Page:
Compare the different types of random sampling methods. Describe examples in which stratified
sampling and cluster sampling should be used. Do not cite examples already provided by peers.
In replies to peers, provide analysis and recommendations.
There are four methods of random sampling: simple random, systematic, stratified, and cluster
In a simple random sample, every member of the population has an equal chance of being
selected and can be conducted with tools such as a random number generator. Systematic
sampling is similar to simple random sampling with every member of the population being listed
with a number, but instead of being randomly generated, they are chosen at regular intervals.
Stratified sampling involves dividing the population into subpopulations that differ in important
ways. More precise conclusions are drawn if every subgroup is properly represented in the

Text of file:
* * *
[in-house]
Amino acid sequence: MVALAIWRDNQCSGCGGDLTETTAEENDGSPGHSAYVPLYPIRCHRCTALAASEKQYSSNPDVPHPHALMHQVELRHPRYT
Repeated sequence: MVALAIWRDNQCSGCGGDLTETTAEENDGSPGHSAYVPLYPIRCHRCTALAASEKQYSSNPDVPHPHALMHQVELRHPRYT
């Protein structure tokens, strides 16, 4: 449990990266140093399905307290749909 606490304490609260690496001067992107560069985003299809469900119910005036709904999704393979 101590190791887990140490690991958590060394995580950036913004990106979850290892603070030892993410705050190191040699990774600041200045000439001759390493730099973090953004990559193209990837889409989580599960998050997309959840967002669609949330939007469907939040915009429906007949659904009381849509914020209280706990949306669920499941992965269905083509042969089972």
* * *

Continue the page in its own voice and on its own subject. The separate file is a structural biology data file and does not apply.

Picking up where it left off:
sample. Cluster sampling also involves dividing the population into subgroups, but each
subgroup should have similar characteristics to the whole sample. Instead of sampling
individuals from each subgroup, you randomly select entire subgroups.
Stratified sampling example:
The company has 800 female employees and 200 male
employees. You want to ensure that the sample reflects the gender balance of the company, so
you sort the population into two strata based on gender. Then you use random sampling on each
group, selecting 80 women and 20 men, which gives you a representative sample of 100 people.
Cluster sampling example:
The company has offices in 10 cities across the country (all with
roughly the same number of employees in similar roles). You don't have the capacity to travel to